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iNaturalist Projects in the PA Highlands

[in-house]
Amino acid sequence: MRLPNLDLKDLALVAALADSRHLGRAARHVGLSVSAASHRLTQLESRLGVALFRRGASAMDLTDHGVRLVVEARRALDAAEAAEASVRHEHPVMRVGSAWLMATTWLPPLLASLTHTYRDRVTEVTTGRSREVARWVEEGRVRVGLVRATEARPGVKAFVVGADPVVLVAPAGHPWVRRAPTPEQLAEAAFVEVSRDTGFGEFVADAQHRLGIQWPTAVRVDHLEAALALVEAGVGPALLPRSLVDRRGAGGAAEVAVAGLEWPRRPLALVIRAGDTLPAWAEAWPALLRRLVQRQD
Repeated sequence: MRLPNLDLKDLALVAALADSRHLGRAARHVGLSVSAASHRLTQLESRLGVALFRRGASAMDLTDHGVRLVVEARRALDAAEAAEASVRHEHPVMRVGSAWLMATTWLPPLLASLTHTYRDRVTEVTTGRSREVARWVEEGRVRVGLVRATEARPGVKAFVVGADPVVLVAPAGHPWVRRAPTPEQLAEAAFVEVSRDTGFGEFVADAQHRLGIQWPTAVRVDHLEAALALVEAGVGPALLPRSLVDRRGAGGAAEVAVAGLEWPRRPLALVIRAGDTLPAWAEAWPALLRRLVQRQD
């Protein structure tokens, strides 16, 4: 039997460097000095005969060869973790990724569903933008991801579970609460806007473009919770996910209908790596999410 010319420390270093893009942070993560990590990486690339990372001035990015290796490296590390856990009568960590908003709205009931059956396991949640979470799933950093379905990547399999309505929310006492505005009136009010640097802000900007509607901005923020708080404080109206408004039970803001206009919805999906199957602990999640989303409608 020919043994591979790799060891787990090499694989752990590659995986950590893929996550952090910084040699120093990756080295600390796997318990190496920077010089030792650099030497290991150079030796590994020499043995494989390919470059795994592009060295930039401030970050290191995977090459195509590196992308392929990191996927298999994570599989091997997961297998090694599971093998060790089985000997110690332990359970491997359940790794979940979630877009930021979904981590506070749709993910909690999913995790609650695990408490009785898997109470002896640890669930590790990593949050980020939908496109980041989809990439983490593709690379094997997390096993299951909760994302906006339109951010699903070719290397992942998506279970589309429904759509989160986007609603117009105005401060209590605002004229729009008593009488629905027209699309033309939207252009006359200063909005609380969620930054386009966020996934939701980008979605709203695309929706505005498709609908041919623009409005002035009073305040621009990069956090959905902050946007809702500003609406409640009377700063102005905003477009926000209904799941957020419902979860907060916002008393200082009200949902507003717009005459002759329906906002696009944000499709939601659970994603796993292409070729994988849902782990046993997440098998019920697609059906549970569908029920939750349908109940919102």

Combining the value of citizen science with species identification, iNaturalist gives everyday people the ability to connect with their local environment and identify the flora and fauna they observe. Looking for a way to connect with the PA Highlands in an unconventional way? One of the most popular nature apps, iNaturalist, can help you and your family participate in valuable citizen science or simply learn more about the plant and animal species in your region. This app allows scientists, students, adults and naturalists to connect and create a database with thousands of documented species. It can help you identify certain animals or plants you have never seen before, while simultaneously creating research quality data for scientific projects to help conserve and protect nature. Citizen science is a crucial contributor of knowledge and data to a broader scientific base. It helps get people involved in their local environment, which can lead to more knowledgeable and concerned citizens that advocate for change. This type of empowerment is pivotal in creating community engagement. Citizen science is also a very cost-effective method to collect a variety of data points across large regions and time periods. All of the data submitted is verified by scientists, but it can be very helpful and time saving to have the local community aid their research. There are a variety of ways for citizens in the PA Highlands region to learn more about their local nature through iNaturalist. 1. If you live in Franklin County, PA, you can contribute to the Discover the Birds project. In order to contribute, you can take photos of the birds you see in this area and upload them find out what species it is and contribute to data on the most observed species in the area. The American Robin, one of the most common birds observed in Franklin County. Credit: Wikimedia Commons 2. Lancaster County, PA also has a project focused on bird species for those interested in bird watching, or families who want to get their kids outside to learn about the different birds in the area. You can also visit their site to view other people’s photography and learn about some of the more rare species of birds in the area. 3. If you’re more interested in other types of wildlife, you can visit the Hopewell Furnace and French Creek area to document your wildlife encounters and help get them identified by experts in the field. Anthracite Furnace in Hopewell Furnace National Historic Site. Credit: Wikimedia Commons 4. iNaturalist is a database for both wildlife, and plant species. The Lower Susquehanna area has a myriad of beautiful flora species that can be viewed here. There are over 45,000 observations, and almost 2,000 people to help identify the type of flora you upload to widen your plant knowledge. 5. If you wish to contribute to a conservation project, the Nature Conservancy is an extremely reputable environmental organization that fights for the protection of land and waterways across America. They currently have a project situated in Pennsylvania and Delaware where all of the plant and animal observations will be used for their conservation efforts. A Blinded Sphinx found in PA for the Nature Conservancy Project. Credit: inaturalist.org 6. iNaturalist is also an excellent way to help people identify invasive species in their region. Spotted Lantern Flies are currently wreaking havoc on the ecosystems in the PA Highlands region. You can visit this project here, and get help identifying these invasive bugs to try and kill them when you see them. Whether you want to contribute to citizen science conservation efforts, or just want to track the different species you see in your area, iNaturalist has projects for everyone. To learn more about their mission, or to find more details about how the process works please visit https://www.inaturalist.org.   Written by Emma Coppock, Conservation Policy Intern The Pennsylvania Highlands is a 1.4 million acre region that encompasses parts of 13 counties and boasts unique ecological and cultural resources that contribute to the economic and aesthetic value of the area, as well as provides opportunities for outdoor recreation and enjoyment. To learn more, visit pahighlands.org. Read More